The Obama administration is denying official Iranian reports claiming that U.S. officials "extended an apology" to the Islamic Republic following a Tuesday standoff over the capture of 10 U.S. sailors whose boats reportedly drifted into Iranian territorial waters.
The sailors were released by Iran early Wednesday morning after being arrested by Iran’s Revolutionary Guard Corps and being put in detention for the night.
The Revolutionary Guard Corps, which released pictures of the U.S. sailors on their knees with hands over their heads, said Wednesday that it had conducted an investigation into the incident.
Iran asserts the sailors were released after the United States apologized, prompting a flurry of denials from senior Obama administration officials.
"Following technical and operational investigations and in interaction with relevant political and national security bodies of the country and after it became clear that the U.S. combat vessels’ illegal entry into the Islamic Republic of Iran’s waters was the result of an unintentional action and a mistake and after they extended an apology, the decision was made to release them," the IRGC said in a statement that was carried by Iran’s state-controlled media.
Ali Fadavi, commander of the IRGC Navy, said that Tehran had missiles locked on the United States at the time of the incident.
"They were in sight of our missiles," Fadavi said in Persian, according to a statement carried by the IRGC's official news outlet. "If this had happened, it would have led to their annihilation.
"We had high preparedness with coast-to-sea missiles, rocket-firing fast boats, and various capabilities," he said. "We prevented their additional irresponsible movement with the statements we broadcasted internationally. It was proven to them that the IRGC Navy has the first and final word."
The U.S. cannot stand up to Iran, according to Fadavi.
"The result of that battle is the annihilation and sinking of their battleships," he said. "This is while in those 40 minutes [when the U.S. sailors were apprehended], it was clear that Americans were under psychological pressure, to the extent that they did not behave in a manner expected from a professional and responsible force."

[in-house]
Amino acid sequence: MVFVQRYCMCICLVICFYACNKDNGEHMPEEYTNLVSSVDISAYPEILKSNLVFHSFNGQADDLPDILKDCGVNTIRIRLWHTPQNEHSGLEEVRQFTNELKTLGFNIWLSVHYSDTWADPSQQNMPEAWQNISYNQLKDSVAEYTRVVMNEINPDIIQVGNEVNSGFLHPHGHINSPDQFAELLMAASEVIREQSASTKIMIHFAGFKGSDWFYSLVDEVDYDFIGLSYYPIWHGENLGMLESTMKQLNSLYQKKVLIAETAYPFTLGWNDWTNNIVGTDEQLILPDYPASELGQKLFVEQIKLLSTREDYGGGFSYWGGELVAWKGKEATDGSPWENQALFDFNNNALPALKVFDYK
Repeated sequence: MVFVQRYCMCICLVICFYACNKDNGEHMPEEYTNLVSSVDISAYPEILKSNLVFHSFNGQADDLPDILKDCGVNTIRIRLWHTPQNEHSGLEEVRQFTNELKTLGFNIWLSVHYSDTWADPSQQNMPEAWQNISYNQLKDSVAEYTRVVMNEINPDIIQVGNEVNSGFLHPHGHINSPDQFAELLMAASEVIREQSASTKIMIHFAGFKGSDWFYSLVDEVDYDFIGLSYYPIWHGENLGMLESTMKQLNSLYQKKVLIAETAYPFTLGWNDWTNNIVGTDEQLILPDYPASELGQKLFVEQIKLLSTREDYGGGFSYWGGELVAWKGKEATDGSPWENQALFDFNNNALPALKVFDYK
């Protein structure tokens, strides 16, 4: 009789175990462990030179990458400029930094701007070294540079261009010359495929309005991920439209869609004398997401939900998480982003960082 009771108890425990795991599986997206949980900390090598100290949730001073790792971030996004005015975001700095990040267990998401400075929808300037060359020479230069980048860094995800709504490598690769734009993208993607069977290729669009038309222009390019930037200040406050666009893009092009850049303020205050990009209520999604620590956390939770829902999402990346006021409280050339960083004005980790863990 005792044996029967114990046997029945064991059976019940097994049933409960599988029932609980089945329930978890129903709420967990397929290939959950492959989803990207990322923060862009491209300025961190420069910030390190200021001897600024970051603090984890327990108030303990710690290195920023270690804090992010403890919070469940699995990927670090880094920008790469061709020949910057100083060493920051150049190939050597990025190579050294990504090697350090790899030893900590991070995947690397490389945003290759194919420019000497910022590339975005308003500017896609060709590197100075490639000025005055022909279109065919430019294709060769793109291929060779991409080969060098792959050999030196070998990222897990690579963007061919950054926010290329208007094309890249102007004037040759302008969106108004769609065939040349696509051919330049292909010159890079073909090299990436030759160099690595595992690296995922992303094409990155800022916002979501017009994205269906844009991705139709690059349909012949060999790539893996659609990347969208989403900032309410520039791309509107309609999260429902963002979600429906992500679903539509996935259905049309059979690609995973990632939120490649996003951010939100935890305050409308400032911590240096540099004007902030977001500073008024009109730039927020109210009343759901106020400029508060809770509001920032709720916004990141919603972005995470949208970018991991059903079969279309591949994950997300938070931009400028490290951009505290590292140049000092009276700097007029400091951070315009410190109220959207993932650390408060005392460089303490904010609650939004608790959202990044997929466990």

The Obama administration denied that an apology was offered to Iran.
Vice President Joe Biden told CBS that "there was no looking for any apology."
"When you have a problem with the boat, [do] you apologize the boat had a problem? No," Biden said. "And there was no looking for any apology. This was just standard nautical practice."
Iran "realized [the sailors] were there in distress and said they would release them, and released them—like ordinary nations would do," Biden said.
State Department Spokesman John Kirby also issued a denial on Twitter.
"Absolutely ZERO truth to rumors that @JohnKerry apologized to Iran over Sailors," Kirby said. "Nothing to apologize for."
Absolutely ZERO truth to rumors that @JohnKerry apologized to Iran over Sailors. Nothing to apologize for.
— John Kirby (@statedeptspox) January 13, 2016
Secretary of State John Kerry thanked the Iranian for the way they handled the situation.
Kerry offered his "gratitude to Iranian authorities for their cooperation in swiftly resolving this matter."
"I want to personally thank Secretary of State John Kerry for his diplomatic engagement with Iran to secure our sailors' swift return," Defense Secretary Ash Carter said in a statement Wednesday. "Around the world, the U.S. Navy routinely provides assistance to foreign sailors in distress, and we appreciate the timely way in which this situation was resolved."
However, Iran adopted a confrontational tone, accusing the United States of aggressive behavior. The country also released scores of pictures showing the arrest and incarceration of the U.S. sailors.
The IRGC blamed the United States for its "unprofessional moves," saying that it defused the situation.
Hassan Firouzabadi, the chief of Iran’s armed forces, said on Wednesday that the incident highlights just "how vulnerable" the United States is to Iran.
"The incident shows how vulnerable they are. Without the good faith and tact of our commanders, the Americans would have faced a new crisis," Firouzabadi said in Persian language comments.
The military leader also lashed out at the U.S. Congress.
"It seems that those congressional representatives who come up with new plans against Iran every day do not have correct information and act against the interests of the American nation with their hands tied behind their back and far from reality," Firouzabadi said.
"We hope that this incident in northern Persian Gulf—which probably won't be the last mistake of U.S. forces in the region—will be a lesson for disrupters in Congress," he said.